Other bread recipes I love:
If you make this recipe, let me know! You can comment below or tag me on Instagram @halicopteraway or #halicopteraway.
Pumpkin sourdough bread
- 1 large mixing bowl
- 2 small bowls
- Butcher's twine
- Dutch oven
For the sourdough
- 115 g fed and active sourdough starter
- 75 g lukewarm water
- 300 g bread flour
- 150 g canned pumpkin puree
- 8 g salt
- 8 g granulated sugar
- 1 tsp diastatic malt powder (optional)
For the cinnamon sugar (optional)
- 50 g brown sugar
- 1/2 tsp cinnamon
- 1/2 tsp all spice
For the pumpkin stem
- 2 walnut halves
- Combine all ingredients in a large mixing bowl. Mix and stir everything together to create a shaggy dough.
- Cover the bowl with plastic wrap and let sit for 45 minutes.
- Gently slide your hand under the middle of the dough and fold it over itself twice using the coil fold method. This helps gently develop the gluten.
- Over the next 4 to 5 hours, allow the dough to rise. Every 30 to 45 minute, perform another coil fold. Be sure to do at least 3 coil folds.
- Combine the brown sugar, cinnamon, and all-spice.
- Line your two small bowls with floured kitchen or paper towels.
- Turn the dough onto a floured surface. Use a dough scraper to divide into 2 even pieces. Take one piece and gently pull into a flat rectangle. Sprinkle the surface with cinnamon spice sugar, making sure to leave the edges uncovered. Pinch or roll the dough together to form a ball, with the cinnamon sugar on the inside. Repeat with the second ball of dough
- Place each ball seam side up in the prepared small bowls. Cover with plastic wrap and place in the fridge for 8 to 12 hours.
- When you're ready to bake, preheat the oven to 500°F with your uncovered Dutch oven inside.
- Prepare your loaf – Cut 4 pieces of butcher's twine, long enough to wrap around your loaf. Arrange them on a piece of parchment paper so that they cross in the middle and form 8 even sections. Flour the string and parchment paper. Remove one loaf from the fridge and flour the surface of the loaf. Turn out of the ball onto the parchment paper so that where the strings cross is in the middle of the loaf. Tie each string around the loaf, leaving a little wiggle room for the loaf to expand. Gently score each eighth of the loaf with a sharp razor.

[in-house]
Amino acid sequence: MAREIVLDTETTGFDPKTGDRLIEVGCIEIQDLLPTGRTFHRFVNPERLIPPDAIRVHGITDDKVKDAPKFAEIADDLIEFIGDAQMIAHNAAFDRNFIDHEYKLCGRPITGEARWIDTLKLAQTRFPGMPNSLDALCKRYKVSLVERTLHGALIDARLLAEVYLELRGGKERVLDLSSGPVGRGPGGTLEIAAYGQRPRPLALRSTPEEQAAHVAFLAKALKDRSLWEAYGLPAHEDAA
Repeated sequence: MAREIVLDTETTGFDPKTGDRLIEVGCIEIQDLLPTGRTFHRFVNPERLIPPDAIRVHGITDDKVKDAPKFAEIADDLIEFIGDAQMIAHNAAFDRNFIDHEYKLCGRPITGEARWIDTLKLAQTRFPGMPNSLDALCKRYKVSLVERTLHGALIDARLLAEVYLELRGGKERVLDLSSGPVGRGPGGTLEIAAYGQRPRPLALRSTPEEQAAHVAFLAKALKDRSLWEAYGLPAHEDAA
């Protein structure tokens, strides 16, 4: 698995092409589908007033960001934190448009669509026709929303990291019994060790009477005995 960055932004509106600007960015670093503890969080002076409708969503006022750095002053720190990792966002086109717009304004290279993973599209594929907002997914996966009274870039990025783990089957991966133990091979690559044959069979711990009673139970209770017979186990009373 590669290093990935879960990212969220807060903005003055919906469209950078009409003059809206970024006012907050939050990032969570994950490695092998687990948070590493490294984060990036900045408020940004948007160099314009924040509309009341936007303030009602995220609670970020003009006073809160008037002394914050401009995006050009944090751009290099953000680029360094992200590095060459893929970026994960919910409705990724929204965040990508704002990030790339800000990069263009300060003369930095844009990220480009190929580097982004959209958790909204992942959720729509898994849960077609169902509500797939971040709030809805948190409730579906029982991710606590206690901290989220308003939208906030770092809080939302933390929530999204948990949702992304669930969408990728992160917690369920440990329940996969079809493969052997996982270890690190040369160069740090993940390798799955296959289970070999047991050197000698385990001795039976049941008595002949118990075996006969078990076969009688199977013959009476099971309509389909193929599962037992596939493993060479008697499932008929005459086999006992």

- Place the loaf in the Dutch oven and cover with the lid. Bake for 20 minutes. Remove the lid and reduce temperature to 450°F and bake for another 12 – 15 minutes until hollow when tapped and the crust is a deep brown. Remove from oven and immediately cut and peel off the butcher's twine.
- Preheat oven back to 500°F and repeat with the second loaf.
- Press a walnut half in the middle of the loaf for a stem. Let loaves cool completely (at least 2 hours) before cutting into them.
12 thoughts on “Pumpkin sourdough bread”
This is so beautiful!
Thank you Laura!!
Such a cute loaf!
thank you!! The shape makes me smile 🙂
I can’t wait to try this!!!
I love this. I currently have them in the oven. However, the spiced sugar is leaking out of the middle and making a mess. Did I not do it right?
Hi Tessa, it’s possible that the filling wasn’t enclosed tightly during shaping. It shouldn’t affect the bake on the bread though. If you notice the sugar burning, you can switch the load onto a clean sheet of parchment paper and put back in the oven after the first 20 min of baking is done
Could you make one big loaf instead of two small? The recipe turned out so good, I just wish they were bigger 🤷♀️
Yes! You would just need to extend the bake time
Is 75g (25% hydration) accurate for the recipe? I’m struggling to get any coil folds going because the dough ball is so dry that it’s tearing as I’m trying to stretch it. I added another 10g water during the first attempt at folding in the hopes that it becomes more workable.
Hi Jonathan, I’ve made this with both 75g and 90g of water. The remainder of the hydration comes from the pumpkin purée so there may be some variation depending on what pumpkin purée you use
Great! Thankfully this is a test run before Thanksgiving rolls around. Next couple of batches I’ll slowly increase the water to match the puree hydration. Thanks!